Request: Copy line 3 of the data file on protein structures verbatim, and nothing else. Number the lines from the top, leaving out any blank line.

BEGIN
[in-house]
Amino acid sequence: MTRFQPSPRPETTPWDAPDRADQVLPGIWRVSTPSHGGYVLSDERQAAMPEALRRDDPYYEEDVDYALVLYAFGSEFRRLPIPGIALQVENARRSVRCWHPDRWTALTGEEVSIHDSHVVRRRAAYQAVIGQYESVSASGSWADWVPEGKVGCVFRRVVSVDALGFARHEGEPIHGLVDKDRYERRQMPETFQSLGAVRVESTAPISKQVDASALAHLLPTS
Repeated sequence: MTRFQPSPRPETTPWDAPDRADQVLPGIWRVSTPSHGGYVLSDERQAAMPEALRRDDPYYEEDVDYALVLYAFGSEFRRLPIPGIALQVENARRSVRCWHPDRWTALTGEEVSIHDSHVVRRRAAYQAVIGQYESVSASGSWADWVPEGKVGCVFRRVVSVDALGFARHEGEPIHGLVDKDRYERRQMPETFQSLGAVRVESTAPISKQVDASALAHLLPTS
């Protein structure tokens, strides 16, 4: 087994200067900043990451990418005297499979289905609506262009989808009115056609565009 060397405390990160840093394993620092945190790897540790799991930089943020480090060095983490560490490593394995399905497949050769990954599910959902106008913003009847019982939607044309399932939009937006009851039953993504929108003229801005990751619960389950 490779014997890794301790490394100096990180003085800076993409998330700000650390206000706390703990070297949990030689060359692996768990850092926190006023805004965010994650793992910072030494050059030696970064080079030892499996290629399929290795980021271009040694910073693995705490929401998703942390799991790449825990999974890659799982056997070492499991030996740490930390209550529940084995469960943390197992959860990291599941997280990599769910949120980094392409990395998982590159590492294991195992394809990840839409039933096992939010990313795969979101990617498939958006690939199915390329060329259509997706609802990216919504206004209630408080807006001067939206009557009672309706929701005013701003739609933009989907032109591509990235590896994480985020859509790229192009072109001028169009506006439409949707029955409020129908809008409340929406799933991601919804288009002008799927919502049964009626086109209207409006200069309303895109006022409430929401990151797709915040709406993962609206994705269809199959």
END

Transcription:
Repeated sequence: MTRFQPSPRPETTPWDAPDRADQVLPGIWRVSTPSHGGYVLSDERQAAMPEALRRDDPYYEEDVDYALVLYAFGSEFRRLPIPGIALQVENARRSVRCWHPDRWTALTGEEVSIHDSHVVRRRAAYQAVIGQYESVSASGSWADWVPEGKVGCVFRRVVSVDALGFARHEGEPIHGLVDKDRYERRQMPETFQSLGAVRVESTAPISKQVDASALAHLLPTS